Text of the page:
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ERIC Number: EJ1000561
Record Type: Journal
Publication Date: 2012
Pages: 3
Abstractor: ERIC
Reference Count: 6
ISBN: N/A
ISSN: ISSN-1946-0406
Saving and Strengthening Languages: Using Them "Right" in Education and Development
Shaeffer, Sheldon
Exchange: The Early Childhood Leaders' Magazine Since 1978, n205 p8-10 May-Jun 2012
Language--both oral and written--is an essential driver in the process of individual and national development. But languages are living things; they need to develop, thrive, and be used effectively--and many need to be revitalized and even saved from an early death--in order for all people of the world, especially those most excluded and disadvantaged, to benefit from development. But languages are in trouble. Linguistic diversity--as with cultural diversity and biological diversity--is under serious threat around the world. The world's small, ethnic-minority language communities represent a relatively large percentage of the world's illiterate population. Why is this so? In part, because ethnic minorities are often kept out of the mainstream of their nation's social, economic, and political life and institutions. They are let into that mainstream life--if at all--only once they leave behind their ethnic and linguistic identity and take on the language and culture of the dominant society--a society larger in numbers, richer, and more politically powerful. But to make sure that language remains the "strength" of ethnic minorities, their languages must often be further developed, even revitalized, and, above all, transmitted to future generations and used. it is essential that educational policymakers and planners, administrators and teachers, understand and appreciate that: (1) The diversity of a multi-ethnic society is a rich treasure to be exploited; (2) Learning the language of the home helps learning the language of the nation; (3) Literacy in both ethnic minority languages and the national language will promote greater national unity and loyalty; (4) Poor ethnic minority communities can become net contributors to development; and (5) Communities (provinces, districts, villages) need to have a significant influence on the governance of the schools.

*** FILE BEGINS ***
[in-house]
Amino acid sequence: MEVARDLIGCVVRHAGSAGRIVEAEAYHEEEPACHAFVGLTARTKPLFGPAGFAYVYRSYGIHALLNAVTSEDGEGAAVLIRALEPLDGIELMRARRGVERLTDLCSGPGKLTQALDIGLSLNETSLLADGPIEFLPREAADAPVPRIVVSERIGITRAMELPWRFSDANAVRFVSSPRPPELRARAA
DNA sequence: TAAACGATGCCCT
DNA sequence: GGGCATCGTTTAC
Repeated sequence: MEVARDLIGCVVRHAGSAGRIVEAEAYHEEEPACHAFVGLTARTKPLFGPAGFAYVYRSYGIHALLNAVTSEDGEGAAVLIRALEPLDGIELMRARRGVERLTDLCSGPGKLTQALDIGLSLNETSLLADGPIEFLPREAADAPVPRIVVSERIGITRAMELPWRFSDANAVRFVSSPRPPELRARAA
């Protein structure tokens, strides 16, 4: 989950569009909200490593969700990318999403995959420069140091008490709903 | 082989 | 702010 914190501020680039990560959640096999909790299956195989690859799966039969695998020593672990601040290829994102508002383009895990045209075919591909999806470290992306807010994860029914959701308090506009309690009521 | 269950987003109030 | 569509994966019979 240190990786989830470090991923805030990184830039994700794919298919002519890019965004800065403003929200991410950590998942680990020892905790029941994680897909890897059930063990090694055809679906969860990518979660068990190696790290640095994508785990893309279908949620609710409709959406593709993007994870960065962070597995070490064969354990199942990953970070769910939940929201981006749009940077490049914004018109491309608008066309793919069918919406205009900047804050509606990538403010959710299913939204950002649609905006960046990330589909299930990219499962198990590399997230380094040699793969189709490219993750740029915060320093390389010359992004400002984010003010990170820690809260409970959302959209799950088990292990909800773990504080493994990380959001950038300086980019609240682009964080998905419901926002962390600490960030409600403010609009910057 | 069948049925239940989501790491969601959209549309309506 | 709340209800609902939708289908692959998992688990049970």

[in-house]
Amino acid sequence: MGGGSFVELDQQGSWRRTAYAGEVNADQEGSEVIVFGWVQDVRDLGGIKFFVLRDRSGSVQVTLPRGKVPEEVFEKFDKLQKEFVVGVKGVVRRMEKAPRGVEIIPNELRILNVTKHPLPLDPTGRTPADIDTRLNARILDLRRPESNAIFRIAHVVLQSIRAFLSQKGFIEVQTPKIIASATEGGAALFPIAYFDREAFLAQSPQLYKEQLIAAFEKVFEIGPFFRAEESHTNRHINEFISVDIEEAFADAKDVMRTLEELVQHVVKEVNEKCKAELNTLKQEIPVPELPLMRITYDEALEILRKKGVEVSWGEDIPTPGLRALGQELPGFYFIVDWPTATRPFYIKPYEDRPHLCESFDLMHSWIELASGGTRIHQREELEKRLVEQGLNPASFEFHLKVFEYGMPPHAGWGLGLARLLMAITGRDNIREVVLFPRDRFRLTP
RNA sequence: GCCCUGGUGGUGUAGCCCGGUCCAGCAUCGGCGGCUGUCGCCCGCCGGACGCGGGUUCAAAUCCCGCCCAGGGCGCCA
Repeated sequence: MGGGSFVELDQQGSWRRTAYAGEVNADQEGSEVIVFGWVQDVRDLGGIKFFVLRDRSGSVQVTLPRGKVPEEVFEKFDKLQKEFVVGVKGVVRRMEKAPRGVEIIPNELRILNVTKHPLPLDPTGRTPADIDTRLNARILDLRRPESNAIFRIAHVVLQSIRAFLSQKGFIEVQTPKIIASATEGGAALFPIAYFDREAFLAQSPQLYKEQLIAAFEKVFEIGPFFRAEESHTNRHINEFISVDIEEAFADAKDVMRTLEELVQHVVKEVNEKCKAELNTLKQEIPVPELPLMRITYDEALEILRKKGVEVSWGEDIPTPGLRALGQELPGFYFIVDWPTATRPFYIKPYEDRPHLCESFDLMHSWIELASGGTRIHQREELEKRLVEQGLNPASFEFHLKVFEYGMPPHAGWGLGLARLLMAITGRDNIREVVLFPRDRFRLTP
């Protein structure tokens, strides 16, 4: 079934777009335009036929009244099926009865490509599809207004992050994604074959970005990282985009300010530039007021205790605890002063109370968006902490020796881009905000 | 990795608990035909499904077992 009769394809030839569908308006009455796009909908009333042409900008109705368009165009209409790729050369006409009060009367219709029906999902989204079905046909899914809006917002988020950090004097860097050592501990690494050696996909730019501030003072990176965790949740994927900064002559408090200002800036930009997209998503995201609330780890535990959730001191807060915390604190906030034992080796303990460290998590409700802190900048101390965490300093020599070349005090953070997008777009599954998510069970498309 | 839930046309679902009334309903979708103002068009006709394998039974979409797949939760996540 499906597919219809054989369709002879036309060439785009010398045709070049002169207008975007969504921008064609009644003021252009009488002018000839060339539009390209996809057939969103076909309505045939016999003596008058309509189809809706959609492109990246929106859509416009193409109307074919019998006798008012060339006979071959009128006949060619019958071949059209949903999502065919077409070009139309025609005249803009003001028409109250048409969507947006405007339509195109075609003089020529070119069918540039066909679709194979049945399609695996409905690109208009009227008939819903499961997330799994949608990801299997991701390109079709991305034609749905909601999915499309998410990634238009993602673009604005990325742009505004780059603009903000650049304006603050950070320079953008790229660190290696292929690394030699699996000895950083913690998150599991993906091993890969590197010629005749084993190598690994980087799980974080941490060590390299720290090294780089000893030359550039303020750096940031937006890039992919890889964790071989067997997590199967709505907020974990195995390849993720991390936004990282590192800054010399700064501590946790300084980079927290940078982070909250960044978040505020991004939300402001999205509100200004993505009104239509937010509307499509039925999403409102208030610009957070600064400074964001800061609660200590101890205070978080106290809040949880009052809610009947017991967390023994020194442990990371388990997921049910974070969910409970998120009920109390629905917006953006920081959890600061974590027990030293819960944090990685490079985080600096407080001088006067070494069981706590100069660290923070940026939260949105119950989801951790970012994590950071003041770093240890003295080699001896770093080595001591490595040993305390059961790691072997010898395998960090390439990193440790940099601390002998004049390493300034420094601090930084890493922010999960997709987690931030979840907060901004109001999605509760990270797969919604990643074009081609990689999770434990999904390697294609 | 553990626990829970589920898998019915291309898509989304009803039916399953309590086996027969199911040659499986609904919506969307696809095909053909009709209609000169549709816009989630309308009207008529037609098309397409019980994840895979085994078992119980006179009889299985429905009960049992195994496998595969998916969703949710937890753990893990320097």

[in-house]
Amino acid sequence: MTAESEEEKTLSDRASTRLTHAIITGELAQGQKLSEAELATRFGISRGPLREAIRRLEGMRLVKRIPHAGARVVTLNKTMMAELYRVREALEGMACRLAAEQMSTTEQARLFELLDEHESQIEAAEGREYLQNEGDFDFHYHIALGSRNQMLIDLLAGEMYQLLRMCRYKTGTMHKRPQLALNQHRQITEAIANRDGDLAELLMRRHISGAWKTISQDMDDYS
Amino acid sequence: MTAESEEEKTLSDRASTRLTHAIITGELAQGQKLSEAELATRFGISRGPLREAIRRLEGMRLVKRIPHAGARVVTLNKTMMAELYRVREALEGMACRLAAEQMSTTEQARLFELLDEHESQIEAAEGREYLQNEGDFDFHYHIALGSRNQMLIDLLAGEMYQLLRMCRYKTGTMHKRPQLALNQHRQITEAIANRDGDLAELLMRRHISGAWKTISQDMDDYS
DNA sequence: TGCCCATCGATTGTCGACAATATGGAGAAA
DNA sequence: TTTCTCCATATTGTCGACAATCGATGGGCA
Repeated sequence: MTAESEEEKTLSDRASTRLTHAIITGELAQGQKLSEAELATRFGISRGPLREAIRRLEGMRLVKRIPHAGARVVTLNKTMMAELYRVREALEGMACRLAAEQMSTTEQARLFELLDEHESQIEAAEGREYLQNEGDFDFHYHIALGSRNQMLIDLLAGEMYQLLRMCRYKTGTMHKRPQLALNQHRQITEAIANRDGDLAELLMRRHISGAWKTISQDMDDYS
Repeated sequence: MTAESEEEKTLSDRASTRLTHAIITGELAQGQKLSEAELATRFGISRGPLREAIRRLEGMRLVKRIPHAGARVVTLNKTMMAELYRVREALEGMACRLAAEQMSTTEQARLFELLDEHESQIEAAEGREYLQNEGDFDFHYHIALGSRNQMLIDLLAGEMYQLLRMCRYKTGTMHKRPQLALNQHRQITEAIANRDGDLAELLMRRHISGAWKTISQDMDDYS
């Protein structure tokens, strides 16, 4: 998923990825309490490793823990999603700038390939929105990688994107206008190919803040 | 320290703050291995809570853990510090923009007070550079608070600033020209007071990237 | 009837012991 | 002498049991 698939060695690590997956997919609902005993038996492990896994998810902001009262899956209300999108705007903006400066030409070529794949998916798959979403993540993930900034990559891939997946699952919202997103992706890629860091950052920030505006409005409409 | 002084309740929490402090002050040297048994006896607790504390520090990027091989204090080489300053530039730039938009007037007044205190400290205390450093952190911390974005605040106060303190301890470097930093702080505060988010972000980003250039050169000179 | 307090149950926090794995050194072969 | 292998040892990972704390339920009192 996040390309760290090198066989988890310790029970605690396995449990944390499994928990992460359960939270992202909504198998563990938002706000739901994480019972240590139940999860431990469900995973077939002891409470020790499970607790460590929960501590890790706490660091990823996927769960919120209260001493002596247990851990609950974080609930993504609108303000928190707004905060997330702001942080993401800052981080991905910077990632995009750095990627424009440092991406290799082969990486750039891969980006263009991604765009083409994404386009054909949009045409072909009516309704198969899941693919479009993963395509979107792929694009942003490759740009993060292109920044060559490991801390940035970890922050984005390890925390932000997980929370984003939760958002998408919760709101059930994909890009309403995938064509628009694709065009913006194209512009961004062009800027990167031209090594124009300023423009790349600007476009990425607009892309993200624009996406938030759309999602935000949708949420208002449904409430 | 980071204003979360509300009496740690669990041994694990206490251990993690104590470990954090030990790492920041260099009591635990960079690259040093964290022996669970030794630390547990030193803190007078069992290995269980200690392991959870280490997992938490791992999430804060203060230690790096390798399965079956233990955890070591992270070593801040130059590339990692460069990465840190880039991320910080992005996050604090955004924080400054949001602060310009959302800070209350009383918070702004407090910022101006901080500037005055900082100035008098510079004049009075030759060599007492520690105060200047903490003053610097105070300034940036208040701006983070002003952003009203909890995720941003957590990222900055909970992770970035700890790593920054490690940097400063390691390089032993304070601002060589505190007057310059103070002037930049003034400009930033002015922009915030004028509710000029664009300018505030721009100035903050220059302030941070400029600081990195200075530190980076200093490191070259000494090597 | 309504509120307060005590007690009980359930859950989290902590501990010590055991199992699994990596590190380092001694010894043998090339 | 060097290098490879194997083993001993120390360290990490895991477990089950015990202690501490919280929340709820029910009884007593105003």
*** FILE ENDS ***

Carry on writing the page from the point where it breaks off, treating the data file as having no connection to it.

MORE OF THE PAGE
Exchange Press, Inc. P.O. Box 3249, Redmond, WA 98073-3249. Tel: 800-221-2864; Fax: 425-867-5217; e-mail: info@ChildCareExchange.com; Web site: http://www.childcareexchange.com
Publication Type: Journal Articles; Reports - Descriptive
Education Level: Early Childhood Education
Audience: N/A
Language: English
Sponsor: N/A
Authoring Institution: N/A